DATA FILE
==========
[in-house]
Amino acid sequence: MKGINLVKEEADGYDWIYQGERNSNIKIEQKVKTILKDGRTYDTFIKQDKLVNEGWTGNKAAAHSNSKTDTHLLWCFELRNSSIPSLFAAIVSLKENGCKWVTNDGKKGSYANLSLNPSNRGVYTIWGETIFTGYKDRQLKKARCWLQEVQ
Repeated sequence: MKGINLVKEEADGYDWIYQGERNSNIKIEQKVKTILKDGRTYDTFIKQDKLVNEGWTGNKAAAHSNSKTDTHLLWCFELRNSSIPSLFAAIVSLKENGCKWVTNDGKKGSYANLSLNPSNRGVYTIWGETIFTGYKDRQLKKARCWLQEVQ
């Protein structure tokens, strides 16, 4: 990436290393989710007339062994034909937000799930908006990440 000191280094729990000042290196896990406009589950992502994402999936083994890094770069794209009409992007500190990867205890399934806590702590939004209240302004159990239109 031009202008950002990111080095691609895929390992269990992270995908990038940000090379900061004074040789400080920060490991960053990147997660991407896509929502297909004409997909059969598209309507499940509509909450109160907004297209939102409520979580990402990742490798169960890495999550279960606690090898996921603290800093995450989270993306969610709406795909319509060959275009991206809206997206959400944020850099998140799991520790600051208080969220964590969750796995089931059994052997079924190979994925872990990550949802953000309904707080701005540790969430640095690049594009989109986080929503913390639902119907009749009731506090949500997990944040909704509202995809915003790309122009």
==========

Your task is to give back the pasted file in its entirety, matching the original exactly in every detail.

[in-house]
Amino acid sequence: MKGINLVKEEADGYDWIYQGERNSNIKIEQKVKTILKDGRTYDTFIKQDKLVNEGWTGNKAAAHSNSKTDTHLLWCFELRNSSIPSLFAAIVSLKENGCKWVTNDGKKGSYANLSLNPSNRGVYTIWGETIFTGYKDRQLKKARCWLQEVQ
Repeated sequence: MKGINLVKEEADGYDWIYQGERNSNIKIEQKVKTILKDGRTYDTFIKQDKLVNEGWTGNKAAAHSNSKTDTHLLWCFELRNSSIPSLFAAIVSLKENGCKWVTNDGKKGSYANLSLNPSNRGVYTIWGETIFTGYKDRQLKKARCWLQEVQ
């Protein structure tokens, strides 16, 4: 990436290393989710007339062994034909937000799930908006990440 000191280094729990000042290196896990406009589950992502994402999936083994890094770069794209009409992007500190990867205890399934806590702590939004209240302004159990239109 031009202008950002990111080095691609895929390992269990992270995908990038940000090379900061004074040789400080920060490991960053990147997660991407896509929502297909004409997909059969598209309507499940509509909450109160907004297209939102409520979580990402990742490798169960890495999550279960606690090898996921603290800093995450989270993306969610709406795909319509060959275009991206809206997206959400944020850099998140799991520790600051208080969220964590969750796995089931059994052997079924190979994925872990990550949802953000309904707080701005540790969430640095690049594009989109986080929503913390639902119907009749009731506090949500997990944040909704509202995809915003790309122009």